Not exactly sure why we needed a study to confirm that, but there you go.
Social media and the internet in general have brought more information than ever before to riders’ fingertips. That’s great when you’re not sure if a particular plant in your field is poisonous, or if a particular brand of breeches runs long or short. But all that information floating around out there also leads “armchair riders” to pass judgement on everything and anything, whether they know what they’re talking about or not. Anyone who has ever posted a video to Facebook riding critique groups can attest to the maelstrom of misinformation, confusion and rudeness this can lead to.
But according to the results of a recent study from Nottingham Trent University, published in the Journal of Veterinary Medicine, even the pros can’t accurately assess a horse’s stress level from video.
The researchers got four riding instructors, four professional riders, and four veterinary surgeons to watch videos of 10 horses under saddle and rank them based on FEI dressage standards for relaxation, energy, compliance, suppleness, confidence, motivation and happiness. And surprisingly, their judgements did not match up with the horses’ actual stress level as measured by cortisol (stress hormone) levels and eye temperature.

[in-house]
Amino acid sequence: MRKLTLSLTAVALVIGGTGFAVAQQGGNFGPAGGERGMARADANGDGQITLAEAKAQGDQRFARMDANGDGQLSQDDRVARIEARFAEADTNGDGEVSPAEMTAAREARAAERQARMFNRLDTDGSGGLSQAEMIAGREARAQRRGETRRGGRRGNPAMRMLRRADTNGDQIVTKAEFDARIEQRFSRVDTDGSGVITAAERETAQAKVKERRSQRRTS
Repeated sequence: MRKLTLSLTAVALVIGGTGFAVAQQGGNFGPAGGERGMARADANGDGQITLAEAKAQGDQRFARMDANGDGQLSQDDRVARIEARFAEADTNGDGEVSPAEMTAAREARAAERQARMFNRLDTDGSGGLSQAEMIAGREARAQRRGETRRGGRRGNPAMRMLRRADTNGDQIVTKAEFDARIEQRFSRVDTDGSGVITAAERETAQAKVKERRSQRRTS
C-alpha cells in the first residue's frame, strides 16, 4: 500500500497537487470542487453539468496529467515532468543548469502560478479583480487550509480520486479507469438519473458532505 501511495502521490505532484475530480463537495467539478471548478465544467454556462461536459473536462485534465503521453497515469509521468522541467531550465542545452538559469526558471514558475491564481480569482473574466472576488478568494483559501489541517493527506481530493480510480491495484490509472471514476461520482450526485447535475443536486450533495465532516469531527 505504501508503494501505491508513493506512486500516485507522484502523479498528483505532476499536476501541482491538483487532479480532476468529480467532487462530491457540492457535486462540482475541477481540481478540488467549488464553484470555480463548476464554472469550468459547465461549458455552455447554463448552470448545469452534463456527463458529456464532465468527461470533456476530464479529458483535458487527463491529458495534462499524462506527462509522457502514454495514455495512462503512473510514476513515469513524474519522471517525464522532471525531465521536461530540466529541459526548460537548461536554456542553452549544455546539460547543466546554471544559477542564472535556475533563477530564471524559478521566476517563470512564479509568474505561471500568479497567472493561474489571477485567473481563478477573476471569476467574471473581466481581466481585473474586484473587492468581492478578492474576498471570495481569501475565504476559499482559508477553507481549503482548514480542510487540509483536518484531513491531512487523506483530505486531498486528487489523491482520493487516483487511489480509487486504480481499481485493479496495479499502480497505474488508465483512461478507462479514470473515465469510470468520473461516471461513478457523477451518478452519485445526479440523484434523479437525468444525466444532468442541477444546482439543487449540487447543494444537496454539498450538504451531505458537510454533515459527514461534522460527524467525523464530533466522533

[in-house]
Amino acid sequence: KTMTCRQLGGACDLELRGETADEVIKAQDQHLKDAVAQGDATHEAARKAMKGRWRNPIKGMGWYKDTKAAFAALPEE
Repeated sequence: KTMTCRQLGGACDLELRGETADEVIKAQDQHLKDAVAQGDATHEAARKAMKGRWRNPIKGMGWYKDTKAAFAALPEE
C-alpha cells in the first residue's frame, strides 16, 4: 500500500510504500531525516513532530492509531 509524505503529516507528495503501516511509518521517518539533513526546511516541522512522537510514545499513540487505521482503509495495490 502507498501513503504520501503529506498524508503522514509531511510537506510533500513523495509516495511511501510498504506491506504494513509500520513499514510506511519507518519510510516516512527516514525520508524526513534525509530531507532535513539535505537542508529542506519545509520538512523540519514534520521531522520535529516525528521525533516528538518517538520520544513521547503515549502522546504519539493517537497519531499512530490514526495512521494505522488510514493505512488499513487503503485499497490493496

The biggest disconnect was in relation to head carriage. Though a low head carriage is normally considered a sign of relaxation, physically the horses with a lower head carriage showed more stress. Also, riding instructors tended to rate noses on the vertical more positively than the other professionals despite FEI guidelines specifying that the nose should be slightly in front of the vertical.
Granted, the study had some fairly subjective elements (how does one judge a horse’s happiness from a 2- or 3-minute video?) and more research needs to be done to make any real conclusions. One thing is clear, though–don’t feed the trolls if the experts can’t even get it right!
Find more information on the study here.